We jumped into Gappy’s VW van and headed for the airport. About half-way there, we ran out of gas. I’m pretty sure we became the first people attending Woodstock to abandon a vehicle on the side of the road and continue walking.

Inside the terminal, Electric Brian asked us what airline we’d like to fly, but I couldn’t answer. I was too busy dodging the giant winged alligators that materialized out of nowhere and were dive-bombing my head. I started to ask Sweetdaddy if he saw the alligators, but he looked to peaceful. I decided to wait. I knew he would see them soon enough.

When Electric Brian got us four seats on Bahamian Airlines, I should have said something. I had found out that Woodstock was in New York and I was pretty sure that New York wasn’t in the Bahamas, but I was too busy trying not to step on the snakes that were gathering at my feet. At least the alligators had disappeared.

The flight seemed to take only a few minutes, but I really can’t be sure as I was definitely not into space and time. I managed to gulp another cup of herbal tea and stepped down the stairs into a tropical paradise.

“I don’t know Woodstock was this beautiful,” Gappy said.

Sweetdaddy told her Bob Dylan lived there. I didn’t know what that had to do with anything and didn’t care. The alligators were back and they had turned nasty.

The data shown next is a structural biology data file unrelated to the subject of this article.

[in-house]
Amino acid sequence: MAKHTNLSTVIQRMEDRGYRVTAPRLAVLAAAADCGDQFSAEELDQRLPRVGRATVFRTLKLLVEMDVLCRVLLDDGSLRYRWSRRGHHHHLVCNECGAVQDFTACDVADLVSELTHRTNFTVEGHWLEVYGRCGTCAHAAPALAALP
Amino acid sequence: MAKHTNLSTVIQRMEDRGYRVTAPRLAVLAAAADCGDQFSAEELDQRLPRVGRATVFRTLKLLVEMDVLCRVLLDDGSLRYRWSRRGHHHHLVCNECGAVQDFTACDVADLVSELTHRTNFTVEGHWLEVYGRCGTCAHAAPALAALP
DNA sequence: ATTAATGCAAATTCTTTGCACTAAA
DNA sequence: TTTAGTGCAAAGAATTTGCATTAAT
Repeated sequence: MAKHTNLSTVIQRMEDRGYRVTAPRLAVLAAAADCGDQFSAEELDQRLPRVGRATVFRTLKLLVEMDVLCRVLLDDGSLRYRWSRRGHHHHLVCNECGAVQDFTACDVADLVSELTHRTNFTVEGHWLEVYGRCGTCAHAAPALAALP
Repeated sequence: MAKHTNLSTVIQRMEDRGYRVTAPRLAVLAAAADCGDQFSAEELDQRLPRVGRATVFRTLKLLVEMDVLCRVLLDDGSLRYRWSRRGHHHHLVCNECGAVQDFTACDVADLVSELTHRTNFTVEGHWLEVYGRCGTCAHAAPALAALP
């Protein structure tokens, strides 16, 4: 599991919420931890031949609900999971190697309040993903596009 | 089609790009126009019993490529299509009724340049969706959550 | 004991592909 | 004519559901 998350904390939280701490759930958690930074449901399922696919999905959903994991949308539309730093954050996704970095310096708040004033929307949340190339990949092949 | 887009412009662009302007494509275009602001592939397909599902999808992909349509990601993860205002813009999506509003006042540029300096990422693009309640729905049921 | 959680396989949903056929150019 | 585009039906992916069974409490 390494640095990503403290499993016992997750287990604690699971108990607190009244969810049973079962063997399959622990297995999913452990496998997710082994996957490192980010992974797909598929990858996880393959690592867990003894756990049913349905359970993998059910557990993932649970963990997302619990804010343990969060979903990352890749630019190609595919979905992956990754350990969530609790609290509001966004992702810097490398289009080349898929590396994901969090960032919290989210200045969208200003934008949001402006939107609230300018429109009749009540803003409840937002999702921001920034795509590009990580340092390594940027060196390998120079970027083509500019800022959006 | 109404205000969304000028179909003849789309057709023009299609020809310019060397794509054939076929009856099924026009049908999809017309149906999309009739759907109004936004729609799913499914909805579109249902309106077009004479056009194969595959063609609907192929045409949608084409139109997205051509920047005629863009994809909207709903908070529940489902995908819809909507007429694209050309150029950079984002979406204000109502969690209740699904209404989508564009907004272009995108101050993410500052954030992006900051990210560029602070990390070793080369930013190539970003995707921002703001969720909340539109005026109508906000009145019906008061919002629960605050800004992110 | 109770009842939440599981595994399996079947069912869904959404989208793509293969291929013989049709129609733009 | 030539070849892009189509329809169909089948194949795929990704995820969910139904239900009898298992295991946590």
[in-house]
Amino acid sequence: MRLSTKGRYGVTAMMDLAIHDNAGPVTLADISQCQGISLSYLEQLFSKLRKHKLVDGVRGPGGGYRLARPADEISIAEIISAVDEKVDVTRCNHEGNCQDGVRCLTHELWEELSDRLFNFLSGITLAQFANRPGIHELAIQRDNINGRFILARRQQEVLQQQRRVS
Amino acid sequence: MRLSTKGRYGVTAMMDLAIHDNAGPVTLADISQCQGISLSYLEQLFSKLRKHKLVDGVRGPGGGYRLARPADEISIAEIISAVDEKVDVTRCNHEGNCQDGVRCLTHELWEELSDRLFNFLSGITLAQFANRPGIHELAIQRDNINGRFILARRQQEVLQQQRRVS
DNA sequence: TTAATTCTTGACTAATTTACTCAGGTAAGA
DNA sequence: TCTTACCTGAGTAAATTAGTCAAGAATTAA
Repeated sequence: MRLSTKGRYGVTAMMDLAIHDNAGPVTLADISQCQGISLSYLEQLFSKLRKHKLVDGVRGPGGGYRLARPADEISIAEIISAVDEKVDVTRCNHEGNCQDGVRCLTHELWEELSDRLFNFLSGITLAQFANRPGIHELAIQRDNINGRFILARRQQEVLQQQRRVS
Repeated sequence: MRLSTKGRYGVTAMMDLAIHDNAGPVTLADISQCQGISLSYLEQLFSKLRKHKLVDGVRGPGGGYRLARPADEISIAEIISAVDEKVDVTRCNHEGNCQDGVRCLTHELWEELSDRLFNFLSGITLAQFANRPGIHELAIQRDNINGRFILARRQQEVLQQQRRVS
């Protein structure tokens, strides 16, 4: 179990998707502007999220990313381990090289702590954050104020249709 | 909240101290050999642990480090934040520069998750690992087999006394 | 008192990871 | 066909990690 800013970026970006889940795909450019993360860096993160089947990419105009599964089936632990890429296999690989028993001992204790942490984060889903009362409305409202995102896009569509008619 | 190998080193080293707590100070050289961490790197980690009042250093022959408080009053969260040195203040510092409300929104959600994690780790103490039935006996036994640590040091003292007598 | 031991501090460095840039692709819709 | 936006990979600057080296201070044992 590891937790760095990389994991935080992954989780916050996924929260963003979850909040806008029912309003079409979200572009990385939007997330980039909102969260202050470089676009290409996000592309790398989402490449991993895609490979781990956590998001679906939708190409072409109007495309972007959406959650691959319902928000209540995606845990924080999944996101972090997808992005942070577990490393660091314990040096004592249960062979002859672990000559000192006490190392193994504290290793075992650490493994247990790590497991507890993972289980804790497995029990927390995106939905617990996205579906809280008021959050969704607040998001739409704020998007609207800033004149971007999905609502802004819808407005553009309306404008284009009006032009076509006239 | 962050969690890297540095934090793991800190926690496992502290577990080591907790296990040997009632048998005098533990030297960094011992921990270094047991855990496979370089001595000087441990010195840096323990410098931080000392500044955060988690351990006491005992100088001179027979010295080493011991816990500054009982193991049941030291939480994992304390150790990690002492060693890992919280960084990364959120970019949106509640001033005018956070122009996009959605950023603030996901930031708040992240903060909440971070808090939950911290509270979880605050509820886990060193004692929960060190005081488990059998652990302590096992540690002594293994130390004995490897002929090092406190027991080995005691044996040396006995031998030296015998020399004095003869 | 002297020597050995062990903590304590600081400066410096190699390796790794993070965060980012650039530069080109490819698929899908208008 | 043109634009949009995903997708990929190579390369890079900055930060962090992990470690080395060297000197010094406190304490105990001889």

Somehow we made it to the hotel, though I never remembered the room. Electric Brian kept pulling out his credit card to pay for everything. I spent two days and nights in a hammock by the pool, drinking rum and pineapple juice…and more herbal tea. I really couldn’t leave the pool area. I was the only one who could see the giant octopus and keep it away from the children, though as time went on, the tourist families began to give us a wide berth.

I met John and Yoko. I asked him how he liked Woodstock. He said he didn’t really know and I thought that was cool. What was cooler was that he also saw the flying alligators.

By midnight of the second day, I began to wonder where all the bands were, but it really didn’t matter by then. Gappy Lucy had scared some children when she accidentally dropped her tooth off the diving board. Sweetdaddy took one of those kerosene tiki torches to try and illuminate the bottom. He lost his footing, fell in and set the pool on fire.

Electric Brian thought it was really cool, but hotel security disagreed. At least we got a police escort to the plane. As we got off in Miami, someone from Elektra Records grabbed Electric Brian and took away his credit card. That’s when I figured out how he got his name.

It wasn’t until a year later when I saw the movie that I realized I never quite made it to Woodstock. Or maybe I did. That special herbal tea was a bitch. And I don’t know anybody who can prove I wasn’t there.

The steward tapped me on the shoulder and brought me back to the present. He said it was time for boarding and offered me some herbal tea. I changed plans and jumped the next flight to Hawaii.

Woodstock ’94? Just like the original, baby. Far out.